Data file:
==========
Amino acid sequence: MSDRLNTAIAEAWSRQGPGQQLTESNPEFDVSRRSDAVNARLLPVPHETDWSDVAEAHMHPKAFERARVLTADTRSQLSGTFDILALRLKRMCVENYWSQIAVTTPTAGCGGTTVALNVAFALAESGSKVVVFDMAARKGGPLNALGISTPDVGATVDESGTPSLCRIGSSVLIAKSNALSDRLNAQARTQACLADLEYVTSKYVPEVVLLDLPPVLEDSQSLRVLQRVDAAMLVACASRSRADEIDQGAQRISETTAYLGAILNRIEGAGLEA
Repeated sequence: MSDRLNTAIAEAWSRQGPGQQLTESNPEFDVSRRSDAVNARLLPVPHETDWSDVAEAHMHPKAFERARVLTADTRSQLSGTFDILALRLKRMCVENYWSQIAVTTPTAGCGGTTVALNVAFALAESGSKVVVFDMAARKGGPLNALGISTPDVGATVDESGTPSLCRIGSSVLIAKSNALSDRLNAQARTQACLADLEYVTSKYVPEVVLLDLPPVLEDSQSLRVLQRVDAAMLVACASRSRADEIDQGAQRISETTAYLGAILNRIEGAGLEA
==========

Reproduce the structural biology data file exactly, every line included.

Amino acid sequence: MSDRLNTAIAEAWSRQGPGQQLTESNPEFDVSRRSDAVNARLLPVPHETDWSDVAEAHMHPKAFERARVLTADTRSQLSGTFDILALRLKRMCVENYWSQIAVTTPTAGCGGTTVALNVAFALAESGSKVVVFDMAARKGGPLNALGISTPDVGATVDESGTPSLCRIGSSVLIAKSNALSDRLNAQARTQACLADLEYVTSKYVPEVVLLDLPPVLEDSQSLRVLQRVDAAMLVACASRSRADEIDQGAQRISETTAYLGAILNRIEGAGLEA
Repeated sequence: MSDRLNTAIAEAWSRQGPGQQLTESNPEFDVSRRSDAVNARLLPVPHETDWSDVAEAHMHPKAFERARVLTADTRSQLSGTFDILALRLKRMCVENYWSQIAVTTPTAGCGGTTVALNVAFALAESGSKVVVFDMAARKGGPLNALGISTPDVGATVDESGTPSLCRIGSSVLIAKSNALSDRLNAQARTQACLADLEYVTSKYVPEVVLLDLPPVLEDSQSLRVLQRVDAAMLVACASRSRADEIDQGAQRISETTAYLGAILNRIEGAGLEA